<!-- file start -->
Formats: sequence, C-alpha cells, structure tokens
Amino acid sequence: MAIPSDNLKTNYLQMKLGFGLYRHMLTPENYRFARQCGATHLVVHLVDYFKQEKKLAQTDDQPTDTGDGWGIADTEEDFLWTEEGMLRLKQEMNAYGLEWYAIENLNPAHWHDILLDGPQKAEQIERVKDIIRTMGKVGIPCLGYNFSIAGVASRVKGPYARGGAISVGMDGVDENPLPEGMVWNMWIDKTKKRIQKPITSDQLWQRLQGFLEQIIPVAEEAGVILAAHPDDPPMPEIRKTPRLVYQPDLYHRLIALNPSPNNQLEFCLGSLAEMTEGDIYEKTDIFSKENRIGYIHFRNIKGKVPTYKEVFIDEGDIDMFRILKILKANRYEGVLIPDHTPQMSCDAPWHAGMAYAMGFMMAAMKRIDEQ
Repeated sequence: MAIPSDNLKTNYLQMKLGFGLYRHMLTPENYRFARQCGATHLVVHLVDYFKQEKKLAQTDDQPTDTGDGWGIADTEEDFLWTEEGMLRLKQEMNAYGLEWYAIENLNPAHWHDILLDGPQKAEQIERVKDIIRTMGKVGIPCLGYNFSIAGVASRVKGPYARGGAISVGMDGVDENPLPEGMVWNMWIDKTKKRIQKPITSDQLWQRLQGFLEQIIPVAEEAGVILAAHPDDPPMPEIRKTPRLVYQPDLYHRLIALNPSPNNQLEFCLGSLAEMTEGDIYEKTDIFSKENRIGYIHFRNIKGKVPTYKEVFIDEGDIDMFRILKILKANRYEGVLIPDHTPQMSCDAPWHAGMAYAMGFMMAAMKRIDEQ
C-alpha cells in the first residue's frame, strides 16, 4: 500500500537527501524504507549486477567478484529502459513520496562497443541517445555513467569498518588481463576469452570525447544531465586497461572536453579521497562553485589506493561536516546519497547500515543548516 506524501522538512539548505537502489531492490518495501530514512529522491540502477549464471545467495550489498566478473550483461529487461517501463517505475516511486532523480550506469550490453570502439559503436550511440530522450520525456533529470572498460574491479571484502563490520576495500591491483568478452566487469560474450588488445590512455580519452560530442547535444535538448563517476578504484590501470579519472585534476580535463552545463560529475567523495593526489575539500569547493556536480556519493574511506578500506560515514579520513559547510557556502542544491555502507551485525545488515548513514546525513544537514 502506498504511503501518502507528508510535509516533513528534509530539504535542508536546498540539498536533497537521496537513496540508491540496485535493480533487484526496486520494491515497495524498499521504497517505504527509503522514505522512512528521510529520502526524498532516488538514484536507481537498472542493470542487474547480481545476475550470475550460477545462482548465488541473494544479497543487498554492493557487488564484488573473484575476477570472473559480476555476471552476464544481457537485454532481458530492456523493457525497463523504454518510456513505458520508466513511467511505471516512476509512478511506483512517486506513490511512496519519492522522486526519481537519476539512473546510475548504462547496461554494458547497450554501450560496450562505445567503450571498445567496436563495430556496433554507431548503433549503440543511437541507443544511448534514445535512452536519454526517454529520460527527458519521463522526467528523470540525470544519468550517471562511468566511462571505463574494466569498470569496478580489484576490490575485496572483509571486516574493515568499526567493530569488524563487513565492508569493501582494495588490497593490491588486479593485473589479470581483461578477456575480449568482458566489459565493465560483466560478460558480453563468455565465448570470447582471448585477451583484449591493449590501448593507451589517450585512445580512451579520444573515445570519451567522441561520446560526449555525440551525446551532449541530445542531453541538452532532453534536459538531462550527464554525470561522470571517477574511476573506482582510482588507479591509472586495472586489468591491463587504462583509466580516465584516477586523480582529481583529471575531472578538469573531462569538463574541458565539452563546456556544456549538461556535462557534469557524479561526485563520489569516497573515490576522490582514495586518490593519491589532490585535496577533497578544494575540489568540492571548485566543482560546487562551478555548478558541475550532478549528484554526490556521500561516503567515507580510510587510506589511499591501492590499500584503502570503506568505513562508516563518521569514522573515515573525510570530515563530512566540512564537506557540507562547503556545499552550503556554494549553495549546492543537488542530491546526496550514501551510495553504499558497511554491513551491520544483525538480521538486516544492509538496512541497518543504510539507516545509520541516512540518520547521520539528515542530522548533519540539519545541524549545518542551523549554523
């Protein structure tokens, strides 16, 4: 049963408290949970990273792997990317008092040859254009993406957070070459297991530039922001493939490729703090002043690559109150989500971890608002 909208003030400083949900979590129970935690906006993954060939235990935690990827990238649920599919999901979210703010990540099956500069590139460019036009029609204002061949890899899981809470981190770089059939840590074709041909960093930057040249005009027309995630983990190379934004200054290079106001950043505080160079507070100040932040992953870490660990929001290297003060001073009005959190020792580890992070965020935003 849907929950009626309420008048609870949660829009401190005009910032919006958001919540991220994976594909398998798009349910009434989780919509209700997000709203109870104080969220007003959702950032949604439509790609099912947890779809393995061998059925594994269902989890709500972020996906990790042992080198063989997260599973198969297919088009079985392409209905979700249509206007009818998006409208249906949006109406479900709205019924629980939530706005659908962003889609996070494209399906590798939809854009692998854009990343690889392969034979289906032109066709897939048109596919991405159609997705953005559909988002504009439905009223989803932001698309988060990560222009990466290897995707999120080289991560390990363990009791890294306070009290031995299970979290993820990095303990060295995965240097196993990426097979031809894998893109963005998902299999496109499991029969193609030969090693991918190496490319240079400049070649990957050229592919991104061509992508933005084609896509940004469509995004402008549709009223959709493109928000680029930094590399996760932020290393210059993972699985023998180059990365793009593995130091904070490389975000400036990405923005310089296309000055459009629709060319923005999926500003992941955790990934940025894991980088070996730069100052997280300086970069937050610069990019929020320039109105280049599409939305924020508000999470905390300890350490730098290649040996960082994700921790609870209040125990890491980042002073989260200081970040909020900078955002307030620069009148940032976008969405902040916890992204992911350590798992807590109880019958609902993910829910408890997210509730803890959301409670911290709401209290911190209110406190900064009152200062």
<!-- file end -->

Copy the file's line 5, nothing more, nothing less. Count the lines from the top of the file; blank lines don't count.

């Protein structure tokens, strides 16, 4: 049963408290949970990273792997990317008092040859254009993406957070070459297991530039922001493939490729703090002043690559109150989500971890608002 909208003030400083949900979590129970935690906006993954060939235990935690990827990238649920599919999901979210703010990540099956500069590139460019036009029609204002061949890899899981809470981190770089059939840590074709041909960093930057040249005009027309995630983990190379934004200054290079106001950043505080160079507070100040932040992953870490660990929001290297003060001073009005959190020792580890992070965020935003 849907929950009626309420008048609870949660829009401190005009910032919006958001919540991220994976594909398998798009349910009434989780919509209700997000709203109870104080969220007003959702950032949604439509790609099912947890779809393995061998059925594994269902989890709500972020996906990790042992080198063989997260599973198969297919088009079985392409209905979700249509206007009818998006409208249906949006109406479900709205019924629980939530706005659908962003889609996070494209399906590798939809854009692998854009990343690889392969034979289906032109066709897939048109596919991405159609997705953005559909988002504009439905009223989803932001698309988060990560222009990466290897995707999120080289991560390990363990009791890294306070009290031995299970979290993820990095303990060295995965240097196993990426097979031809894998893109963005998902299999496109499991029969193609030969090693991918190496490319240079400049070649990957050229592919991104061509992508933005084609896509940004469509995004402008549709009223959709493109928000680029930094590399996760932020290393210059993972699985023998180059990365793009593995130091904070490389975000400036990405923005310089296309000055459009629709060319923005999926500003992941955790990934940025894991980088070996730069100052997280300086970069937050610069990019929020320039109105280049599409939305924020508000999470905390300890350490730098290649040996960082994700921790609870209040125990890491980042002073989260200081970040909020900078955002307030620069009148940032976008969405902040916890992204992911350590798992807590109880019958609902993910829910408890997210509730803890959301409670911290709401209290911190209110406190900064009152200062």